I stand alone

agaze at the portrait still wet of paint.

My vision blurs

and breathing becomes shallow.

I place my hand over my heart.

The light shifts in the room

as outside the earth turns

and the clouds block the light

of the dim gray day

from entering in through the solitary window

to the right of the easel.


I stare agaze at the portrait.


A mud-trodden path sloshed with the freshly fallen rain lies before me.

An earthen brown picket fence accents the road to the right;

a forest of tall, slim, barren trees decorates the left.

The sky is ominous

full of threatening gray clouds.

No rays of sun are able to penetrate through.


I stare agaze at the portrait.


A little girl hides her face from me

hidden behind a mask of brown locks

wavy with the burden of rain.

She is bent down into the earth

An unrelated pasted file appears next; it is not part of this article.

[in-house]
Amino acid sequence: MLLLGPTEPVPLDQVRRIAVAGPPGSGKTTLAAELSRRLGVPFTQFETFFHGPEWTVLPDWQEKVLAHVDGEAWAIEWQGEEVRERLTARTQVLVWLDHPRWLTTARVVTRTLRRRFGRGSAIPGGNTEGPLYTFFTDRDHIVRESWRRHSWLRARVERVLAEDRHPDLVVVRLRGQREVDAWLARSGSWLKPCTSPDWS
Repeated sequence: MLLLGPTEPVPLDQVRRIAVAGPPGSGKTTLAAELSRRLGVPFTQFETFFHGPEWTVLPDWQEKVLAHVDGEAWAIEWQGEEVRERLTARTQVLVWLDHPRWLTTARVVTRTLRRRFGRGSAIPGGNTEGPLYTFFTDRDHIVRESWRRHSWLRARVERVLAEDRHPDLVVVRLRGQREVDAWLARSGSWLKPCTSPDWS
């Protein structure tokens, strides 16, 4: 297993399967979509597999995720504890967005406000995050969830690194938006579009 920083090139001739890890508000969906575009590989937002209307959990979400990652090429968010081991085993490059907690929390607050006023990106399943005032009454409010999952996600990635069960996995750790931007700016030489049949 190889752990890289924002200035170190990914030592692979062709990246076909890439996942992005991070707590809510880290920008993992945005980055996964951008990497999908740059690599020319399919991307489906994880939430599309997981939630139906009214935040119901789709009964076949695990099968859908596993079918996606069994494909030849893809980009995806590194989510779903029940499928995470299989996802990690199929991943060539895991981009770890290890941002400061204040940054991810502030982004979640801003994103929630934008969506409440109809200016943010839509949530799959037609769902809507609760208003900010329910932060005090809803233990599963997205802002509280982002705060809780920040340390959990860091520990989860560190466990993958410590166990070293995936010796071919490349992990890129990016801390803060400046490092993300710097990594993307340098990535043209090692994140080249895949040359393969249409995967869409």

hands, knees, feet, all digging into the mud.

Her white dress is no longer pure and pristine,

but dingy and brown

and tattered and torn.

Her arms are scraped.


I stare agaze at the portrait.


Wondering of the little girl's sorrow,

the pain she must have been through,

her struggle.

My heart beats ferociously.

I long to sweep her into my arms

comfort her

tell her that it is safe

that life will get better.

The artist comes and stands beside me

wiping his paint-stained hands with a cloth.

We both look onward to the portrait.

The girl is so sad

I tell him

I want to help her

I continue

He turns to me and asks, "Why?"


"She has only slipped from running

and fallen into the mud".


I stare agaze.